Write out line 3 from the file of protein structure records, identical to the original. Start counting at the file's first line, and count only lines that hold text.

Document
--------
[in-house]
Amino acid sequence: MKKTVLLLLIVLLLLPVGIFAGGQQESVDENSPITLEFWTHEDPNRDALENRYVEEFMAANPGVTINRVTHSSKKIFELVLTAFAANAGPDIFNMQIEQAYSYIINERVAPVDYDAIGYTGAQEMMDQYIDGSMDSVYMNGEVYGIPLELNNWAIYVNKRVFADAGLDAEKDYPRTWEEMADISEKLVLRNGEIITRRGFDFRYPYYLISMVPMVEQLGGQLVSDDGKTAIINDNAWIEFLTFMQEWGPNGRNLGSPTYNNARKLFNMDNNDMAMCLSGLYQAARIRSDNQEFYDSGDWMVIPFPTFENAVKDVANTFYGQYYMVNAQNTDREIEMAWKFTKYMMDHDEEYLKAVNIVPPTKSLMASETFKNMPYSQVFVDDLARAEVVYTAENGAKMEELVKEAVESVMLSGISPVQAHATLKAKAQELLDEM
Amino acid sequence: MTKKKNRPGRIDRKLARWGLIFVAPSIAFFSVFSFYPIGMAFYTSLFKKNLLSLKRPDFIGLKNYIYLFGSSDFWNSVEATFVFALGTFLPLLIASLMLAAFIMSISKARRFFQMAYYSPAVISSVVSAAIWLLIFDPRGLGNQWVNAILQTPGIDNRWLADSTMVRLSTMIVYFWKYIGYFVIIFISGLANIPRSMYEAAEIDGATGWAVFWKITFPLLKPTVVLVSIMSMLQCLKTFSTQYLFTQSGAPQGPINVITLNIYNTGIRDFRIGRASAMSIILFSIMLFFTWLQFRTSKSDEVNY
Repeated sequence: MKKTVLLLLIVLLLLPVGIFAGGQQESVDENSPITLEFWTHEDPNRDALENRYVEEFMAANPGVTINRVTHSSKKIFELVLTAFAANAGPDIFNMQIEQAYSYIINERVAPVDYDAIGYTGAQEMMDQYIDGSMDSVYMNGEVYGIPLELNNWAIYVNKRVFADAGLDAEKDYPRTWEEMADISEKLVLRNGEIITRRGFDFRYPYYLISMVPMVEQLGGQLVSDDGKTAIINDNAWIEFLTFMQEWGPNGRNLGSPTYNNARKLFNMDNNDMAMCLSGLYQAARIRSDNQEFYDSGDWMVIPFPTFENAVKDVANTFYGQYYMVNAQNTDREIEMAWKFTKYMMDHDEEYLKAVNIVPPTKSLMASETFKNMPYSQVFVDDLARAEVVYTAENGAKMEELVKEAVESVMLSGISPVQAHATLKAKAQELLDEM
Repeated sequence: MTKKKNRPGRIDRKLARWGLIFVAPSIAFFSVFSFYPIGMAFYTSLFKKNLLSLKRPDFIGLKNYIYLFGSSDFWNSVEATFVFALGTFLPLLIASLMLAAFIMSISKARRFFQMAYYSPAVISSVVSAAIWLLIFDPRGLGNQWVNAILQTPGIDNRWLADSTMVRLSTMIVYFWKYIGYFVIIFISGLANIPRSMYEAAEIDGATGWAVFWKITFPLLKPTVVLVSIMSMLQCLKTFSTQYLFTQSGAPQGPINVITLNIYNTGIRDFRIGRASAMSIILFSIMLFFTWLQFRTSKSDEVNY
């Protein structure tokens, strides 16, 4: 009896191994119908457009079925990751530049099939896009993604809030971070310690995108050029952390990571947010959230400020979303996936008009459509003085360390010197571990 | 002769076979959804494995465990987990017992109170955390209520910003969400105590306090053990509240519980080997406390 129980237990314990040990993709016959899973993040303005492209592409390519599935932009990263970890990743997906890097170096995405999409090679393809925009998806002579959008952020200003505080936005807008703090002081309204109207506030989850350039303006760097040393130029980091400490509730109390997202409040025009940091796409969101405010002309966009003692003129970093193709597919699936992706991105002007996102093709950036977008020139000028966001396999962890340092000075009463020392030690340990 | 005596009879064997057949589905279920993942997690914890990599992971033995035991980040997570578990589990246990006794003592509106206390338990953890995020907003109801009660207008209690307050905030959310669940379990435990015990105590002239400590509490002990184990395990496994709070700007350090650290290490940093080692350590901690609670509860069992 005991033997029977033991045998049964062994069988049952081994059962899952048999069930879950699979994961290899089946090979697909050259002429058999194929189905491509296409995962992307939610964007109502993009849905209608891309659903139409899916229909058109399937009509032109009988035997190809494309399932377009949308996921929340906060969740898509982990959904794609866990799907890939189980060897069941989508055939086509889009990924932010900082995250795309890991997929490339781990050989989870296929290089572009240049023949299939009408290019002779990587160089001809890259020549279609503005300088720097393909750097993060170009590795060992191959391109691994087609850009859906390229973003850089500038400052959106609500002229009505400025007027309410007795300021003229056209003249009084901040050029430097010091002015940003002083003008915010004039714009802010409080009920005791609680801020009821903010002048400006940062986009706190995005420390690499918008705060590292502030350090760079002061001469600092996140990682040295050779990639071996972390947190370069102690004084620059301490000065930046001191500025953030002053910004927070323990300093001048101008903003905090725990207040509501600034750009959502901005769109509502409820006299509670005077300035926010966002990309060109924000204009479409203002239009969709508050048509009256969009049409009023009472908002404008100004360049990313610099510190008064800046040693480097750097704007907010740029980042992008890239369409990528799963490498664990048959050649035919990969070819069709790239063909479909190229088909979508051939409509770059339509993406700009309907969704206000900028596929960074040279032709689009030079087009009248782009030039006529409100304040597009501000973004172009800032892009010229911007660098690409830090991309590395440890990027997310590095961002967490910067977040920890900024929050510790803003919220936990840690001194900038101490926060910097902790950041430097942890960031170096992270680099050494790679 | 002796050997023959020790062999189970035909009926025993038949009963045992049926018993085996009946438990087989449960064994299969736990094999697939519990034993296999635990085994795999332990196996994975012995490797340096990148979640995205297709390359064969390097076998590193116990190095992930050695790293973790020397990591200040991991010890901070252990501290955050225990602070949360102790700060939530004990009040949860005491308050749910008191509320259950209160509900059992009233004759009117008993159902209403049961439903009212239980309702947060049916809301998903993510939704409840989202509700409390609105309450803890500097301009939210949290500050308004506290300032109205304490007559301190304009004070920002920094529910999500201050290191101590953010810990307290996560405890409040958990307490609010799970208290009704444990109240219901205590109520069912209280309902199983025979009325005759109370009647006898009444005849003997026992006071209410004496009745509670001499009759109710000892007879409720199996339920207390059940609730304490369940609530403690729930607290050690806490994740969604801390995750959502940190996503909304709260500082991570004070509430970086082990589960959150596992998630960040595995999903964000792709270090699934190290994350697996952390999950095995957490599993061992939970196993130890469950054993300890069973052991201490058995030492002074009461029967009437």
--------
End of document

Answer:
Amino acid sequence: MTKKKNRPGRIDRKLARWGLIFVAPSIAFFSVFSFYPIGMAFYTSLFKKNLLSLKRPDFIGLKNYIYLFGSSDFWNSVEATFVFALGTFLPLLIASLMLAAFIMSISKARRFFQMAYYSPAVISSVVSAAIWLLIFDPRGLGNQWVNAILQTPGIDNRWLADSTMVRLSTMIVYFWKYIGYFVIIFISGLANIPRSMYEAAEIDGATGWAVFWKITFPLLKPTVVLVSIMSMLQCLKTFSTQYLFTQSGAPQGPINVITLNIYNTGIRDFRIGRASAMSIILFSIMLFFTWLQFRTSKSDEVNY